Great post! Although it is not really a helpful criticism of Popper to say that Lakatos and Kuhn had already shown the limitations of falsification, because Popper never attempted to do more with that part of his theory than demonstrate the logical incoherence of positivism.

As to working out where and how to move on from falfified theories, Lakatos and Kuhn are less helpful than Popper and it is a shame that critics have never paid much attention to his suggestions, possibly because he pointed out that logic and the philosophy of science don't really have answers to that question and should not be asked to provide them.

People have to have lots of problems and be passionate about wanting to solve them (to fall in love with them, as Popper suggested). They need to know the history and context of the problems, how other people have tried to solve them and where they went wrong. They need to have ideas and they also need to be critical of ideas, both their own and others. Lakatos and Kuhn in contrast tend to promote acceptance rather than criticism of frameworks and deep assumptions (paradigms and hard cores).

They need to become aware of unconscious limits that are being placed on the field of search by philosophical and metaphysical assumptions (that is, paradigms and hard cores) - see his theory of metaphysical research programs which was probably the inspiration for Lakatos on programs.

http://www.the-rathouse.com/poptheoryknow.html

Rafe said...

For metaphysical research programs

http://www.the-rathouse.com/popmeta.html

Hoping comments are not rejected if they have multiple links in them!

An interesting and rather new perpective from Ian Jarvie, Popper's "social turn".

http://www.the-rathouse.com/rev_jarvie.html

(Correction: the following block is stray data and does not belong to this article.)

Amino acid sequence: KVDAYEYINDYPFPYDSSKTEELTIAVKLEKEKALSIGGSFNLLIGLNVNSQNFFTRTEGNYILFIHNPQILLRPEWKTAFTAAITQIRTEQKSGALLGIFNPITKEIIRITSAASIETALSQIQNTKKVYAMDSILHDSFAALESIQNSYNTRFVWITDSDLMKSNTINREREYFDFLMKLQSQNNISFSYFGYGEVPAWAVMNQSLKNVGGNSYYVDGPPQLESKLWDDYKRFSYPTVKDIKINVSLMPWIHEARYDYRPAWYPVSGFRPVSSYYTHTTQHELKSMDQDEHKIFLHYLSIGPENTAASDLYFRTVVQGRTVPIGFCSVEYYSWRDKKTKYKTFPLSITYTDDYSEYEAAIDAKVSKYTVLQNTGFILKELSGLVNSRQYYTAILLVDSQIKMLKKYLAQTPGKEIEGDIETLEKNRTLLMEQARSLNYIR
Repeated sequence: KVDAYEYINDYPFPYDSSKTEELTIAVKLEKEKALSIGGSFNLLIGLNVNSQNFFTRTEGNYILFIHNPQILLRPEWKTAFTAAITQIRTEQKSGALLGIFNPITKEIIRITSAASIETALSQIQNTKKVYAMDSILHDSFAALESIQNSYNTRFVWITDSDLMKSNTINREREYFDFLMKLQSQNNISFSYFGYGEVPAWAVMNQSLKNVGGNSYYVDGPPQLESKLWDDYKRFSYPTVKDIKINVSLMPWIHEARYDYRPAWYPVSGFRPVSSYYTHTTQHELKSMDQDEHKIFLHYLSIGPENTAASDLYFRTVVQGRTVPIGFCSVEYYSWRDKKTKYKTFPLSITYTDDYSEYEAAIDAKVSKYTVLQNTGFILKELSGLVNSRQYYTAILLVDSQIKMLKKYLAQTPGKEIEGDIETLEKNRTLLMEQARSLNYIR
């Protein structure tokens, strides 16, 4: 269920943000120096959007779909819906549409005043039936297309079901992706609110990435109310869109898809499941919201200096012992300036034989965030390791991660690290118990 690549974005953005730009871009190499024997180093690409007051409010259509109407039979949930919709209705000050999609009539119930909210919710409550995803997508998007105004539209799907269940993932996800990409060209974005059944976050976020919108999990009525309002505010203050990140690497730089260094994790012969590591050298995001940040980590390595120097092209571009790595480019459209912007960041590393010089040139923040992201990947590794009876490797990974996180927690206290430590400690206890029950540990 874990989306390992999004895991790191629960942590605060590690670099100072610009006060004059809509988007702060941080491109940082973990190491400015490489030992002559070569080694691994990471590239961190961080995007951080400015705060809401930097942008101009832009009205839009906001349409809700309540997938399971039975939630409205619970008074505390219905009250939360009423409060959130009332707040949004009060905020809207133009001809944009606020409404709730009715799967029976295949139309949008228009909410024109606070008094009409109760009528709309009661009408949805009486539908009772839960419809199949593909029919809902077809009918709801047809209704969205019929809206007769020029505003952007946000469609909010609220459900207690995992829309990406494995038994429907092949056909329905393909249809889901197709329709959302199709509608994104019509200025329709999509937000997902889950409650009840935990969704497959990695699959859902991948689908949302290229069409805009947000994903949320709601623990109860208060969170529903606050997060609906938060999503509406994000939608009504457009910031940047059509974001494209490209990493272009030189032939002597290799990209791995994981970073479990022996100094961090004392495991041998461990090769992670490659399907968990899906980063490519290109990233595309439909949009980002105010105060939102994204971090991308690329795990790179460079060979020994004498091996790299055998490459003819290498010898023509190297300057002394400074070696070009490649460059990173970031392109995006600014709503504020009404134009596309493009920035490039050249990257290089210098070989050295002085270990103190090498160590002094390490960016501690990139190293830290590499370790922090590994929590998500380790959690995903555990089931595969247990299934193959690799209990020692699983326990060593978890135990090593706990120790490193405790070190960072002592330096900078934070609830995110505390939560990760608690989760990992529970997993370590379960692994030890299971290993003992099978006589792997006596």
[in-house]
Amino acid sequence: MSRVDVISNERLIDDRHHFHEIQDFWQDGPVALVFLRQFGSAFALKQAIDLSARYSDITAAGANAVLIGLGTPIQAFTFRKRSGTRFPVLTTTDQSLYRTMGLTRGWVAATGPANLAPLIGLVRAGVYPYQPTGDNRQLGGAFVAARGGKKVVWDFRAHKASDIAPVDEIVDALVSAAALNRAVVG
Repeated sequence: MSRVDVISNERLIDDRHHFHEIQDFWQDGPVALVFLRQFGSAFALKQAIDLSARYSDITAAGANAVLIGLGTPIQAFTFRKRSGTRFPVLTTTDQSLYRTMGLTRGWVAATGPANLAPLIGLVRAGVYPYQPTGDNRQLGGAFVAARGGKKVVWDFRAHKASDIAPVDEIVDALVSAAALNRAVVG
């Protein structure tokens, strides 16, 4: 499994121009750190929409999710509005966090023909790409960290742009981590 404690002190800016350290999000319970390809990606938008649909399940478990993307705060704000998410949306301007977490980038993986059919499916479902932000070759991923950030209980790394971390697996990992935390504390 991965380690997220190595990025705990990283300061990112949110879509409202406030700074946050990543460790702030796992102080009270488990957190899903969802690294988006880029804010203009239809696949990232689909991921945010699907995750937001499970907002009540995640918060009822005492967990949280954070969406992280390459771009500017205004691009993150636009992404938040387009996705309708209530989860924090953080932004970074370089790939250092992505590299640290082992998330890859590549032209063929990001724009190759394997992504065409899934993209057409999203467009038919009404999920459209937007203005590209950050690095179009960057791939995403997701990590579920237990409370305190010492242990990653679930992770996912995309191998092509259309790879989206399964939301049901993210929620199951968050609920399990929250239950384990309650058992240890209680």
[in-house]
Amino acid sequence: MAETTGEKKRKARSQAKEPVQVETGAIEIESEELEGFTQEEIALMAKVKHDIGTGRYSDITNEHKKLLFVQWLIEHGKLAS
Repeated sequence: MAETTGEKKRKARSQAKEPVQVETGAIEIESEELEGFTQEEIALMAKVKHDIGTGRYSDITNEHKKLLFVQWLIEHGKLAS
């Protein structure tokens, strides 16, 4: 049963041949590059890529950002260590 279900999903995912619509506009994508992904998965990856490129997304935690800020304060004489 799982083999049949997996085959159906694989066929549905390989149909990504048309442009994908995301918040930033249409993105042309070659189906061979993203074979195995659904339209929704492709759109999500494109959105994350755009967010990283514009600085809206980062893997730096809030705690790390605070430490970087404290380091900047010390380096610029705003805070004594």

The view from Peter Medawar, Nobel Prize winner in medicine and great friend of Popper.

http://www.the-rathouse.com/Medawar_PlutoRepublic.html

The man called Anne said...

Dear Rafe,

First of all, thank you very much for your comments and for the links. I have taken up reading them carefully.

Second, I have to admit I was not aware of Popper's MPR's. I have studied Objective Knowledge, many many years ago, very closely, but apart from that, I was educated in the Logic of Science from secondary sources. In those sources it was taught, Lakatos and Kuhn had revealed Popper's theories as carrying a fundamental weakness in that they do not address the when and how of paradigm switch.

In other terms this could be called a conceptual revolution, which are the words Baum uses in the lecture i was commenting on. The way Baum presents it, after a couple of falsifications, the conceptual revolution 'happened', thus taking a apparently for granted. This is why I was reminded of what I was taught a near two decades ago.
Thanks for pointing out Popper has addressed the problem and I'll dig in to it as much as I can.

Thirdly, if you are interested in listening to more Popper related podcasts, I can recommend BBC's In Our Time that has delivered an issue on Popper not so long ago. It can be listened to on-line. I am not sure whether it can be downloaded. http://www.bbc.co.uk/radio4/history/inourtime/inourtime_20070208.shtml